After NAFTA, has America seen the last of H. Ross Perot? Perhaps not, if Lauren Langman is right that Perot and his “Perotistas” comprise a postmodern version of “friendly fascism” to which many middleclass folks seem particularly vulnerable in this age of virtual realities. Langman provides a deep reading of the appeal of Perot’s 1992 presidential campaign (in which he garnered approximately twenty million votes) by focusing on the interconnections between the economic “crisis” of the 1980s (mostly reflected in the redistribution of wealth from poor to rich and the decline in real incomes for a considerable portion of the American population), the rise of postmodern forms of communication and identities, and changes in personal and group psychological structures during the past few decades. In his utilization of “depth psychology” as a means to make sense of the American psyche, Langman shows that with the recent proliferation of personal identities and the concern for identity politics, many U.S. citizens turned to Perot as a charismatic leader through whom they could redefine or achieve a sense of self-empowerment in the face of the attendant anxieties set off by postmodern fragmentation, deteriorating economic and social conditions, and much else. Langman describes the “farce” of Perot’s emergence as an American hero, in which this “ordinary (very rich) guy” deftly used the most advanced telecommunications systems to emerge as “a free floating signifier of substanceless charisma” who could “tap deeply into a number of heroic narratives to grant followers dignified identities linked to cultural traditions.” Farce, maybe. Good entertainment, perhaps. But Langman invites us to worry nonetheless about what the authoritarianism Perot’s candicacy and his relative popularity (not to mention the more recent and even more troubling reverence for the Gingrich-Limbaugh crowd) clearly exemplify. So, while Perot’s meteroric, neopopulist rise may have been halted temporarily, Langman’s analysis of the tendency of Americans to seek anxiety reduction and confirmation of self-esteem through increasingly authoritarian figures may turn out to be prescient with or without Perot actually on the scene.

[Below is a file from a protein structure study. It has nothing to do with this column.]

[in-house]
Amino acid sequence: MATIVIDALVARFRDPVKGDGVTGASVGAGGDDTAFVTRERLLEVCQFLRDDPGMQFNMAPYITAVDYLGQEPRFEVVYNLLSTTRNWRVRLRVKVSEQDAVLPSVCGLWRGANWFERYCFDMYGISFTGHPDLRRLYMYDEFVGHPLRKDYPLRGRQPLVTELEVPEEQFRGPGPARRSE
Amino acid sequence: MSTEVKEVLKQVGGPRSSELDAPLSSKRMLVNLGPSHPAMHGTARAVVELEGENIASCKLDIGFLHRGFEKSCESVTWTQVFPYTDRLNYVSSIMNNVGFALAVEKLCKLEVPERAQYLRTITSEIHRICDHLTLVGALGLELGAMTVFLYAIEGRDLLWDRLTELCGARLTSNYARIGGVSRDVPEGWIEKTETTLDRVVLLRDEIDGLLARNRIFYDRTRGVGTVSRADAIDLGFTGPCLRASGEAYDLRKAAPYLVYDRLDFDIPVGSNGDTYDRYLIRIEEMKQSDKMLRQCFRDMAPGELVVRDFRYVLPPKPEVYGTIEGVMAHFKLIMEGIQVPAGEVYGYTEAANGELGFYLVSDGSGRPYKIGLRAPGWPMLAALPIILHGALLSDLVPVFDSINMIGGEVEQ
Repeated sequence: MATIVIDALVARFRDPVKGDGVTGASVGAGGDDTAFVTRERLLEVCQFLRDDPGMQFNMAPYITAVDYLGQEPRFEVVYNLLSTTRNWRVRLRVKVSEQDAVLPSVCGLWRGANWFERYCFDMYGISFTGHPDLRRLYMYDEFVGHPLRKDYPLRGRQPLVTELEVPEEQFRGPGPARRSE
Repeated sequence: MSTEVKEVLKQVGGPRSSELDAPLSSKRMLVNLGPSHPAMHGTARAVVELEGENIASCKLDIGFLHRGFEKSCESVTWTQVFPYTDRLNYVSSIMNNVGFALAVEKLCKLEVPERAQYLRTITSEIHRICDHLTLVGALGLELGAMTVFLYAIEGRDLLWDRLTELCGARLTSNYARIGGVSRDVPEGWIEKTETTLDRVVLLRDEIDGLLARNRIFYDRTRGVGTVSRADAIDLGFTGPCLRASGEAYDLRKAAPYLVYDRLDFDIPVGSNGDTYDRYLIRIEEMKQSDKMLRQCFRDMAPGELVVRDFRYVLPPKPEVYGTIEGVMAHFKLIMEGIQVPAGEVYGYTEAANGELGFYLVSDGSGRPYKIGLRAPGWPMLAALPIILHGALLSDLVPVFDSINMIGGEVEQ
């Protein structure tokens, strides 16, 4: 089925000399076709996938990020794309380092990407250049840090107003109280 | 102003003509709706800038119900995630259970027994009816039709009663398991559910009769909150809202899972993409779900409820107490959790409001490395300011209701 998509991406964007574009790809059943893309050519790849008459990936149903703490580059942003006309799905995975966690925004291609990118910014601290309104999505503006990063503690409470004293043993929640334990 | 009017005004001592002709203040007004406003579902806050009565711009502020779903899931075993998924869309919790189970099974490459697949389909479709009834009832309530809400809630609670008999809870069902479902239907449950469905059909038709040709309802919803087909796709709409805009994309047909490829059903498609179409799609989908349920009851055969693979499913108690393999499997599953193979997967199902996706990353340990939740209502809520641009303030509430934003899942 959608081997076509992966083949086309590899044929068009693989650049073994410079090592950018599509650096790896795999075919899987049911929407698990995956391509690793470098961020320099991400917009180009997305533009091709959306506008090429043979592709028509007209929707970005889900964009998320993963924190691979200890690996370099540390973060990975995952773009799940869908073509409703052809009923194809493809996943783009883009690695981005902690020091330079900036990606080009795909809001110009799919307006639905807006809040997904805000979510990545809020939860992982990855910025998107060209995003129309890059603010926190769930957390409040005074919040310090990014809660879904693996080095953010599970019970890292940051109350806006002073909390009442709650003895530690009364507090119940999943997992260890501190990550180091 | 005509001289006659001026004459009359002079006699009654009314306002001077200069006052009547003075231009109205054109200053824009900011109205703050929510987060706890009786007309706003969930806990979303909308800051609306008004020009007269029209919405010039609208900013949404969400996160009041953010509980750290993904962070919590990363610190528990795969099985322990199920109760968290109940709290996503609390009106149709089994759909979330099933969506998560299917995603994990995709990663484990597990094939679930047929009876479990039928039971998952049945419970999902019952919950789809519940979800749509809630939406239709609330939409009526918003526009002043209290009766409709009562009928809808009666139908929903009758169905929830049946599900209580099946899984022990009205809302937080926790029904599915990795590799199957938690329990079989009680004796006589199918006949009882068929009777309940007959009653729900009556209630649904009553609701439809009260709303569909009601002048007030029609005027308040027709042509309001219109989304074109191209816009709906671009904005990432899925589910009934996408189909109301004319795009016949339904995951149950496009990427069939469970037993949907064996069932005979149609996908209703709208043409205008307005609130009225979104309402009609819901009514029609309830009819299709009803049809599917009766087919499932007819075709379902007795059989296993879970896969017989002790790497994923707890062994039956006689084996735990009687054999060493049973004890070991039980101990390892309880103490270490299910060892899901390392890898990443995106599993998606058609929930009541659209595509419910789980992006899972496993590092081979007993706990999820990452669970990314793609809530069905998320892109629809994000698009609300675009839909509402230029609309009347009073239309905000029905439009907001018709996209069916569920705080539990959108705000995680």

The name of “materialist feminism” has been given to recent attempts to negotiate some of the distance between feminism, Marxism, and postmodernism. Two books appearing in 1993, one by Rosemary Hennessy and the other by Donna Landry and Gerald MacLean, provide excellent introductions to the present state of this negotiation. (For related work by these authors, see Hennessy in RM, Fall-Winter 1990 and RM, Fall 1994, and Landry and MacLean in RM, Winter 1991.) In his reflections on the strengths and weaknesses of these two books, Marc Epprecht appreciates Hennessy’s skillful discussions of current postmodern theorists and their contradictory influences on feminist thought and practice. He appreciates as well Hennessy’s cautionary notes warning of the way feminist historians have often written so as to keep in place forms of argument and the use of concepts that obliterate difference, tend toward naturalism, essentialize gender difference, obscure race and class, and much else that may “contribute to reforming [rather than eliminating] the unjust and exploitative structures of late industrial capitalism.” Yet, Epprecht finds much of Hennessy’s discussion to be couched in the very difficult, perhaps elitist and reactionary, language and conceptual frameworks that she makes the object of her criticisms. Accounting for this language, Epprecht believes that, while well-taken, Hennessy’s main positive proposals regarding the need for self-reflexivity, attention to disabling and essentializing language, and the inclusion of concepts of class and race while discussing gender have, indeed, all been made before within socialist feminism, a tradition that Hennessy supposedly sees materialist feminism to be an advance over. Here Epprecht comes to his main point: the omission of the very word “socialist” from Hennessy’s own position, despite the fact, at least in Epprecht’s view, that most if not all of Hennessy’s contributions can easily be placed within this context. In contrast, Epprecht finds Landry and MacLean’s book more satisfying on the fate and fortune of socialist feminism in the wake of postmodernism. Epprecht regards Landry and MacLean as providing a clearer and more comprehensible history of the engagement between Marxism and feminism over the past three decades. For him their book produces a discussion of articulation and plurality of left social movements that avoids the possible "totalization" he detects in Hennessy’s materialist feminism. Looking back at both texts, while also noting the advances materialist feminism has undoubtedly made, Epprecht finishes with a plea to resist the temptation to rename (or dismiss) socialist and socialist-feminist traditions and ideas in order to suit current fashion.